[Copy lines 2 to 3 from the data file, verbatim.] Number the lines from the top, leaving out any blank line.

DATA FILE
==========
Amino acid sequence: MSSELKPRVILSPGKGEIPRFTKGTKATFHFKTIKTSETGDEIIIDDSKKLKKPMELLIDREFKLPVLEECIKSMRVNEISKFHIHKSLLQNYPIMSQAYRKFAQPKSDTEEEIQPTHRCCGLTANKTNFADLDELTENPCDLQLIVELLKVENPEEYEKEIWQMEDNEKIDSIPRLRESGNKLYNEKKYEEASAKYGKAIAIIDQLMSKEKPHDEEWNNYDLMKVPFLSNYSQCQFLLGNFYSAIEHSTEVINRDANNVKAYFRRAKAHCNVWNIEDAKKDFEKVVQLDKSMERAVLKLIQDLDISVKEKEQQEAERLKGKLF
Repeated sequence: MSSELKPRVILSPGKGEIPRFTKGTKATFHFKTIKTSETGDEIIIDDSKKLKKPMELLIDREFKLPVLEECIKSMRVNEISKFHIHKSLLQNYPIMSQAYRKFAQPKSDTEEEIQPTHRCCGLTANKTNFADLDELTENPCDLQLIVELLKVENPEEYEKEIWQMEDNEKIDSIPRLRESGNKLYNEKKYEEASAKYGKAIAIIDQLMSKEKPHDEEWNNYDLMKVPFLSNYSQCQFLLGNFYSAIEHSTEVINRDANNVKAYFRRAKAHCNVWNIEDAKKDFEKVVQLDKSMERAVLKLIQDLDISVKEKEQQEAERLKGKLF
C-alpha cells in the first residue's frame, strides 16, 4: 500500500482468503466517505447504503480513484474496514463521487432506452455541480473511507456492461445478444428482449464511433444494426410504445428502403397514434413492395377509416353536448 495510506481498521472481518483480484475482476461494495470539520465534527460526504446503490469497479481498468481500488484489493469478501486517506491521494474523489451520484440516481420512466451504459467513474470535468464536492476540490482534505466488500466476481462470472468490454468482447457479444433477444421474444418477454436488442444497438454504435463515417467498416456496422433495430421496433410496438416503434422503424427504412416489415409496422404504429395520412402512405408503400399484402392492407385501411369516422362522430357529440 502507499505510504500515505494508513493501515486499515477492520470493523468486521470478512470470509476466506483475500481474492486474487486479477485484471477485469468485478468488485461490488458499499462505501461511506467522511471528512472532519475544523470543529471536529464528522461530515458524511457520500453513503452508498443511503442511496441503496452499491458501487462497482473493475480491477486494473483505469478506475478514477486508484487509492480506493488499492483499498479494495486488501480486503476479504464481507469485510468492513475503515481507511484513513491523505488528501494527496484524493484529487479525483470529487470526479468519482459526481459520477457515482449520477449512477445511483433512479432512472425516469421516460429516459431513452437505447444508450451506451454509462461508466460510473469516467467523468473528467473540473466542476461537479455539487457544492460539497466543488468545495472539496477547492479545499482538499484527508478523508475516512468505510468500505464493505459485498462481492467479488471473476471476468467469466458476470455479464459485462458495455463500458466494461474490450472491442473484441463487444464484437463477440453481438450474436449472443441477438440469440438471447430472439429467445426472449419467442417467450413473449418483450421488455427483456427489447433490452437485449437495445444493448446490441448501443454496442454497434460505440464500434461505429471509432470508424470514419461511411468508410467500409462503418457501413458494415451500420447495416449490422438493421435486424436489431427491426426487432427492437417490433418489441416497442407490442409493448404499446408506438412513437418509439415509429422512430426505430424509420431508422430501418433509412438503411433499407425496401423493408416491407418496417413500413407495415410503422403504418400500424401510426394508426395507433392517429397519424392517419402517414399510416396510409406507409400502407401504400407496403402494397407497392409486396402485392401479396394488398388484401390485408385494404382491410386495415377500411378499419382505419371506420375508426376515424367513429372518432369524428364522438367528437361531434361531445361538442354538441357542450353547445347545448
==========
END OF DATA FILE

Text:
Repeated sequence: MSSELKPRVILSPGKGEIPRFTKGTKATFHFKTIKTSETGDEIIIDDSKKLKKPMELLIDREFKLPVLEECIKSMRVNEISKFHIHKSLLQNYPIMSQAYRKFAQPKSDTEEEIQPTHRCCGLTANKTNFADLDELTENPCDLQLIVELLKVENPEEYEKEIWQMEDNEKIDSIPRLRESGNKLYNEKKYEEASAKYGKAIAIIDQLMSKEKPHDEEWNNYDLMKVPFLSNYSQCQFLLGNFYSAIEHSTEVINRDANNVKAYFRRAKAHCNVWNIEDAKKDFEKVVQLDKSMERAVLKLIQDLDISVKEKEQQEAERLKGKLF
C-alpha cells in the first residue's frame, strides 16, 4: 500500500482468503466517505447504503480513484474496514463521487432506452455541480473511507456492461445478444428482449464511433444494426410504445428502403397514434413492395377509416353536448 495510506481498521472481518483480484475482476461494495470539520465534527460526504446503490469497479481498468481500488484489493469478501486517506491521494474523489451520484440516481420512466451504459467513474470535468464536492476540490482534505466488500466476481462470472468490454468482447457479444433477444421474444418477454436488442444497438454504435463515417467498416456496422433495430421496433410496438416503434422503424427504412416489415409496422404504429395520412402512405408503400399484402392492407385501411369516422362522430357529440 502507499505510504500515505494508513493501515486499515477492520470493523468486521470478512470470509476466506483475500481474492486474487486479477485484471477485469468485478468488485461490488458499499462505501461511506467522511471528512472532519475544523470543529471536529464528522461530515458524511457520500453513503452508498443511503442511496441503496452499491458501487462497482473493475480491477486494473483505469478506475478514477486508484487509492480506493488499492483499498479494495486488501480486503476479504464481507469485510468492513475503515481507511484513513491523505488528501494527496484524493484529487479525483470529487470526479468519482459526481459520477457515482449520477449512477445511483433512479432512472425516469421516460429516459431513452437505447444508450451506451454509462461508466460510473469516467467523468473528467473540473466542476461537479455539487457544492460539497466543488468545495472539496477547492479545499482538499484527508478523508475516512468505510468500505464493505459485498462481492467479488471473476471476468467469466458476470455479464459485462458495455463500458466494461474490450472491442473484441463487444464484437463477440453481438450474436449472443441477438440469440438471447430472439429467445426472449419467442417467450413473449418483450421488455427483456427489447433490452437485449437495445444493448446490441448501443454496442454497434460505440464500434461505429471509432470508424470514419461511411468508410467500409462503418457501413458494415451500420447495416449490422438493421435486424436489431427491426426487432427492437417490433418489441416497442407490442409493448404499446408506438412513437418509439415509429422512430426505430424509420431508422430501418433509412438503411433499407425496401423493408416491407418496417413500413407495415410503422403504418400500424401510426394508426395507433392517429397519424392517419402517414399510416396510409406507409400502407401504400407496403402494397407497392409486396402485392401479396394488398388484401390485408385494404382491410386495415377500411378499419382505419371506420375508426376515424367513429372518432369524428364522438367528437361531434361531445361538442354538441357542450353547445347545448